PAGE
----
With social distancing the use of face masks and shields hopefully we can eventually return to a normality of types though it has taken a while for face masks to become the expected norm in shops etc.. From 15th June face coverings were required on public transport and in England’s shops from 24th July and by 8th August they became mandatory in more indoor settings with fines to ensure the rules are followed.
Trying to lighten the atmosphere though with an important message some local councils have issued posters like the one below!
With the damage to the economy there has been a big drive to encourage people back to restaurants with the Government’s ‘Eat out to help out’ scheme which gave diners 50% discount up to £10 per person from Monday to Wednesday throughout August . . . we finally made it out on the 31st August, the very last day of the scheme and thoroughly enjoyed ourselves as we tried out a great local Vietnamese restaurant near by called Thanh Binh, a family run traditional restaurant opposite Magdalene College in Cambridge – well worth a visit!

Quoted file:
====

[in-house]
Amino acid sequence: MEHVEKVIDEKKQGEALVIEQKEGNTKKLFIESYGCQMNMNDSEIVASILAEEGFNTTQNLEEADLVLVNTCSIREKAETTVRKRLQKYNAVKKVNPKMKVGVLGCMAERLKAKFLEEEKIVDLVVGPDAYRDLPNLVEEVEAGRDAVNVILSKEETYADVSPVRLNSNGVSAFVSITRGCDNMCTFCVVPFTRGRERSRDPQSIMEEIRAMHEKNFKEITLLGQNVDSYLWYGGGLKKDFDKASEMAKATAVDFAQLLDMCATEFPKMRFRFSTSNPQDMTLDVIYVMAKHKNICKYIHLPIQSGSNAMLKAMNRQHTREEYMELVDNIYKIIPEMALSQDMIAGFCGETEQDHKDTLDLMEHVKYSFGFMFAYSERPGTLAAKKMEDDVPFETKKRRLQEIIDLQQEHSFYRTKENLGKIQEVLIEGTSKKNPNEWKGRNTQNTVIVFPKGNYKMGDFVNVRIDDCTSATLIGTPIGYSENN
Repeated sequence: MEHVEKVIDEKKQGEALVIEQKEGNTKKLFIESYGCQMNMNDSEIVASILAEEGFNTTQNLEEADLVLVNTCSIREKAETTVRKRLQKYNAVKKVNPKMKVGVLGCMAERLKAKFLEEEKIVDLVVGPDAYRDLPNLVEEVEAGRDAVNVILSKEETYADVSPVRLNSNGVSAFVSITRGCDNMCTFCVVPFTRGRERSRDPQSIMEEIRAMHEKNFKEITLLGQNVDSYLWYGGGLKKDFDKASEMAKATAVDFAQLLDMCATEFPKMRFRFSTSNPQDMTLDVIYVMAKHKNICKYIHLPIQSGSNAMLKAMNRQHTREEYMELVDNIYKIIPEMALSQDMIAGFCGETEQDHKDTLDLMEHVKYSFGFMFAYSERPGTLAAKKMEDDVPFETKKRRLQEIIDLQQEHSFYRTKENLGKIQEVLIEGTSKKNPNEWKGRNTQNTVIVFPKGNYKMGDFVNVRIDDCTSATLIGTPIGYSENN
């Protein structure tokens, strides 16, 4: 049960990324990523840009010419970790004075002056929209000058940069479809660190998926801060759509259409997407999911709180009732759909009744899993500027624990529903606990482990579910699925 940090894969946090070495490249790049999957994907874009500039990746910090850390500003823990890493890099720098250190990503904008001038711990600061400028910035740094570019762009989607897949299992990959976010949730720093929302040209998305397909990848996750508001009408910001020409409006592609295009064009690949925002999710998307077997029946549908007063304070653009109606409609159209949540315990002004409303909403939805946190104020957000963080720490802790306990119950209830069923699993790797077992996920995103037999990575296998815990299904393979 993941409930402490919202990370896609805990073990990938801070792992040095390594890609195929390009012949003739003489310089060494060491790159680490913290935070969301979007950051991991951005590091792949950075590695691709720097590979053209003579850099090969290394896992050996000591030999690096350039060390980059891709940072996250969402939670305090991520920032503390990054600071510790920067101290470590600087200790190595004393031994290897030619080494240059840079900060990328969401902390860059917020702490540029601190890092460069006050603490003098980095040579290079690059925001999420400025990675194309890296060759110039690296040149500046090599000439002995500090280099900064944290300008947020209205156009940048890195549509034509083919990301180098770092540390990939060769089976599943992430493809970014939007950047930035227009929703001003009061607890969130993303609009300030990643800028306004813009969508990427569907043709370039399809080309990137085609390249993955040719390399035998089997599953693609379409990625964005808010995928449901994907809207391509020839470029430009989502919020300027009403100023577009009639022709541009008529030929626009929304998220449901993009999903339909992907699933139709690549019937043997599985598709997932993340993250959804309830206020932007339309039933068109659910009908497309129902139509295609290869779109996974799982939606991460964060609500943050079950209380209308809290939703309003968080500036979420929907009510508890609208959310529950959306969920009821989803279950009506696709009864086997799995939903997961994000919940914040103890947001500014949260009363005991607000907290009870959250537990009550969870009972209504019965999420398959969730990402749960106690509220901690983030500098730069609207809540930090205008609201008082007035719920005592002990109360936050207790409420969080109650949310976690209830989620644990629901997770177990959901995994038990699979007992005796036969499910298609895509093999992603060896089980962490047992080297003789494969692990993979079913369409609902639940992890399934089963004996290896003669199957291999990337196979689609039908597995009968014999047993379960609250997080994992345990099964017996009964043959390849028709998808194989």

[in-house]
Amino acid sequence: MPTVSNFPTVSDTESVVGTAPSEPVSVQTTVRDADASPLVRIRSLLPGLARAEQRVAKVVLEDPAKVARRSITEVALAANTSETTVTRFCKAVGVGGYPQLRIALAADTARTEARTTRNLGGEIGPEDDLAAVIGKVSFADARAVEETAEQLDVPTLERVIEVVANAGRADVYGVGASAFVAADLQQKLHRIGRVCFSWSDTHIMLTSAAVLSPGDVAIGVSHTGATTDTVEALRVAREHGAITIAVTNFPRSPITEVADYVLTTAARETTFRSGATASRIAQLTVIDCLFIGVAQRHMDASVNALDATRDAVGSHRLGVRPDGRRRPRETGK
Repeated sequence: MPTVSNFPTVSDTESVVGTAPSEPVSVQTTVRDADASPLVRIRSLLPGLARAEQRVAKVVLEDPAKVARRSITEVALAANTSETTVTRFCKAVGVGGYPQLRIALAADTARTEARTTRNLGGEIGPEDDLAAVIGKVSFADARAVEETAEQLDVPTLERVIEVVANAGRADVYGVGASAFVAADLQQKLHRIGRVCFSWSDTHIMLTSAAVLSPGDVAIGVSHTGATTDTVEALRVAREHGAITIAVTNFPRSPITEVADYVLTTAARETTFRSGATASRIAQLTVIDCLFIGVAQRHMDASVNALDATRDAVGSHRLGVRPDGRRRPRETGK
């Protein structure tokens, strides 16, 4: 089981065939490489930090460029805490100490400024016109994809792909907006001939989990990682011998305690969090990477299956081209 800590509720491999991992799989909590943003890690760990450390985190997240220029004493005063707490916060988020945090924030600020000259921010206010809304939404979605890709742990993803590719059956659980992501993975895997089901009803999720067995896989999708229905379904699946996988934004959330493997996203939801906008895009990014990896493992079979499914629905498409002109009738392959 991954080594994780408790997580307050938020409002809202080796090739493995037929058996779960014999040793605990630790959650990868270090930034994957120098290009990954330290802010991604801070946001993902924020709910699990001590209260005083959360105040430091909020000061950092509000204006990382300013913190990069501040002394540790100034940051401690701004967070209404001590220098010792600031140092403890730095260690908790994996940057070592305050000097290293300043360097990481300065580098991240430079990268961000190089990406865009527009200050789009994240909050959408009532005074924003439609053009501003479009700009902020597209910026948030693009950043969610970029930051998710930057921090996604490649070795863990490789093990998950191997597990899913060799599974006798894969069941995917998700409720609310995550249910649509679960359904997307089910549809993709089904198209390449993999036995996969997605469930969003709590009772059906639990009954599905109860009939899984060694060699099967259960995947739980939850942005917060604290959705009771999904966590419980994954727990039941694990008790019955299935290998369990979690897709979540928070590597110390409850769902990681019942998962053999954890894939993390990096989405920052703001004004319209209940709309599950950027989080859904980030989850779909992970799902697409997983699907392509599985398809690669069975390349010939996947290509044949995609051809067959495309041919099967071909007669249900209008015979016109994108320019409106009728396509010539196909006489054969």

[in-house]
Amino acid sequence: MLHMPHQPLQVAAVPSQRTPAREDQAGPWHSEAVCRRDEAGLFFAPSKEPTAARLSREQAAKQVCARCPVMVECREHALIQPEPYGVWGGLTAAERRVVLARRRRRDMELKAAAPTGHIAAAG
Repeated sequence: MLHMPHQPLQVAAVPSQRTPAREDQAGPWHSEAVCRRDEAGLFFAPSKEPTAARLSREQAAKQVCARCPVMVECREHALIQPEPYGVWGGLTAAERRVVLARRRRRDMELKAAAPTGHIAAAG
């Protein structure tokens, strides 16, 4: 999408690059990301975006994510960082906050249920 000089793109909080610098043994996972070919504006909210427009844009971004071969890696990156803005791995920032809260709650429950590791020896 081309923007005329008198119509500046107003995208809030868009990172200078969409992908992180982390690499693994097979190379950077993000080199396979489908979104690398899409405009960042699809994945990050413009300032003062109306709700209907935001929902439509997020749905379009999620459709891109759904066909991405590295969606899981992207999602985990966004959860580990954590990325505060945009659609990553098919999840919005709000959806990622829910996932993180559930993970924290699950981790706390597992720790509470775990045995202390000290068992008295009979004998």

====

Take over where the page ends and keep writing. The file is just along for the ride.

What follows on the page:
School life through this period has also changed for students and teachers alike . . . a very quick steep learning curve as everyone who could, got to grips with online learning and teaching . . . not so good for so many students without the ability to access such provision and without doubt there’s going to be a lot needed to be done to enable those disadvantaged in society to catch up. For many this period has been very tricky indeed . . .
Schools have reopened this autumn . . .though there are fears about a second wave of the virus as has been seen in some countries and the difficulties of managing these difficult practical considerations are inevitable
But on the bright side . . . friends will be reunited and education will be at the foremost of many parents and students alike let’s hope everyone keeps safe and well.